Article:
What was advertised in a colonial American newspaper 250 years ago today?
“CHOCOLATE … as good and cheap as any in the Government.”
On the final day of 1771, Francis Symonds placed an advertisement in the Essex Gazette to inform the public that he “continueth to entertain Gentlemen and Ladies in the most agreeable Manner” ay the Bell Inn near Salem. In addition, he “hath for SALE a good Assortment of English & West-India Goods.” Symonds devoted the final portion of his advertisement to promoting one item in particular: chocolate. He proclaimed that “he not only grinds, but hath for Sale, in large or small Quantities, CHOCOLATE.” To entice prospective customers, he declared that his chocolate was “as good and cheap as any in the Government.” In other words, consumers would not find chocolate of a higher quality for a lower cost elsewhere in Salem, Boston, or any other town in the colony.
Symonds did not conclude his efforts to win over consumers there. Instead, he continued with a short poem to capture the attention of readers, a precursor to the advertising jingle of the twentieth century. He suggested to readers wondering about the quality and price of his chocolate:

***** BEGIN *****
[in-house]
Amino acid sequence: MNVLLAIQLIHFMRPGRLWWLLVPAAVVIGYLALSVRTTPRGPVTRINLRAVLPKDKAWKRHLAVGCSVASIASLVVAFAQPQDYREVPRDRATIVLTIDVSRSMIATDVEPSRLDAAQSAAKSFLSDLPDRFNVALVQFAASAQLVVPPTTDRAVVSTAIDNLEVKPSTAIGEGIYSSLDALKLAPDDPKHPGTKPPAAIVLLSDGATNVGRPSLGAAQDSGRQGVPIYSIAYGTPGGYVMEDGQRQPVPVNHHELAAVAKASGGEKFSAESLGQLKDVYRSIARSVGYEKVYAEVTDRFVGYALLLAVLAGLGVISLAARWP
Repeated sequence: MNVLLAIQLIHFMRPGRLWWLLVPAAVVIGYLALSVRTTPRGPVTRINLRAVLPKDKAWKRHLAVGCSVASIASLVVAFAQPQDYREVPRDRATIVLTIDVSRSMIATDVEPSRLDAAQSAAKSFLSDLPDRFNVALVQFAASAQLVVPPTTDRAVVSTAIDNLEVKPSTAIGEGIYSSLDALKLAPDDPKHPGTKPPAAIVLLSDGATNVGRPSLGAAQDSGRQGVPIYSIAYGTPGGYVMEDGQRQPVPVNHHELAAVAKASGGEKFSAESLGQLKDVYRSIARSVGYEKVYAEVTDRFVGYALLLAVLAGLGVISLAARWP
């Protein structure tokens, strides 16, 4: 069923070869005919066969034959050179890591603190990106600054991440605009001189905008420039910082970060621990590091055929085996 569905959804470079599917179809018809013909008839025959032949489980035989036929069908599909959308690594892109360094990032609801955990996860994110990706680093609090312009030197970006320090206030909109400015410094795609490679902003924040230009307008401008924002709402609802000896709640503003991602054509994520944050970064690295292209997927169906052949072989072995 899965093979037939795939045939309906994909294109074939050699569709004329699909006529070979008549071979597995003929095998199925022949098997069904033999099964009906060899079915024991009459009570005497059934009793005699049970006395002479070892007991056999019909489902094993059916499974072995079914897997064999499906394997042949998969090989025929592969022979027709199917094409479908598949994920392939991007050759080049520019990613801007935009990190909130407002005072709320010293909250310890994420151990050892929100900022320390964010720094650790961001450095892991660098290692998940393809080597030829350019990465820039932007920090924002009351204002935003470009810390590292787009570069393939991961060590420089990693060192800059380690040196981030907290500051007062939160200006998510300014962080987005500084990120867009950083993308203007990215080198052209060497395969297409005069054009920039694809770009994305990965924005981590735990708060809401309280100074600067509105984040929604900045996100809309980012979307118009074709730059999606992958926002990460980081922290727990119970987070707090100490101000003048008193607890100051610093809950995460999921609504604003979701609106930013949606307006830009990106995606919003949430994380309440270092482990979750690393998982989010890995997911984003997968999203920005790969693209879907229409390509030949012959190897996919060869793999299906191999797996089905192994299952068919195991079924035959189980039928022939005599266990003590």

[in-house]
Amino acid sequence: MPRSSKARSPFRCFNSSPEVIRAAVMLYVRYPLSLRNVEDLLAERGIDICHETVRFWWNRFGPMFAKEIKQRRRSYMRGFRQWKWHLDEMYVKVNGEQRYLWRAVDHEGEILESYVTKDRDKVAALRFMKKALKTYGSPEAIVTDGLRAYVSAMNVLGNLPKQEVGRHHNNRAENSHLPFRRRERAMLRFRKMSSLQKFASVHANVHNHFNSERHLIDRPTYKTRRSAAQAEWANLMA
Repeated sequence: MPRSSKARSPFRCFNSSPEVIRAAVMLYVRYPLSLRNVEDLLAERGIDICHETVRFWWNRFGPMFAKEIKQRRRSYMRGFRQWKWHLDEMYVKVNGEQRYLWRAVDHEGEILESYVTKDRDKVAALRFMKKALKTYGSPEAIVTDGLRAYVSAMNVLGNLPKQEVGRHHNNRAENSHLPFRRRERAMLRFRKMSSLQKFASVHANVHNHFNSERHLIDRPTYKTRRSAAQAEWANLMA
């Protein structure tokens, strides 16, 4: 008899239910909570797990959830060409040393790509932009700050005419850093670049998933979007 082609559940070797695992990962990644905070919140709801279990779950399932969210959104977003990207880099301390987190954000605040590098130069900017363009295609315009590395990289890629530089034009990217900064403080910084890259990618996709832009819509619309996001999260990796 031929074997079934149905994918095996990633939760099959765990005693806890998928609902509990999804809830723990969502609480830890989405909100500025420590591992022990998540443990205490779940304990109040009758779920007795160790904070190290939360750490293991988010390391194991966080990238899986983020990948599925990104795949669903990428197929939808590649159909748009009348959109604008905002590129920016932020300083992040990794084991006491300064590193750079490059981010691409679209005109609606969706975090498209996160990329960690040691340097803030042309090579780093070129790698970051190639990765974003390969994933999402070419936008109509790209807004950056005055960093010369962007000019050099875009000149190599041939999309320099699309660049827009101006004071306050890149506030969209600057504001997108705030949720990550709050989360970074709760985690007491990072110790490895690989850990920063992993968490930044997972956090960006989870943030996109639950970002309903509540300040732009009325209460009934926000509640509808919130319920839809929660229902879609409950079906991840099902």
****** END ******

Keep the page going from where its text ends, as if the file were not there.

If for Confirmation you incline,
And would have that that’s genuine,
Then please to come and try mine.
Chocolate frequently appeared among the goods listed in advertisements in the Essex Gazette as well as in notices published in newspapers in Boston. Consumers in the region had many choices among purveyors, so Symonds sought to increase the chances that they would acquire chocolate from him rather than his competitors. He hoped that the poem would help to make his chocolate more memorable and more appealing, tempting prospective customers to see for themselves if the product lived up to the promises Symonds made. Most of the advertisements in the Essex Gazette adhered to standard formats, but Symonds and a few others experimented with making their notices more distinctive. Nathaniel Sparhawk, Jr., for instance, used ornamental type to enhance the visual appeal of his advertisement. As an alternative, Symonds relied on text alone, devising a poem unlike anything that appeared in advertisements elsewhere in the issue. Glimpsing something different, readers may have paused to take note.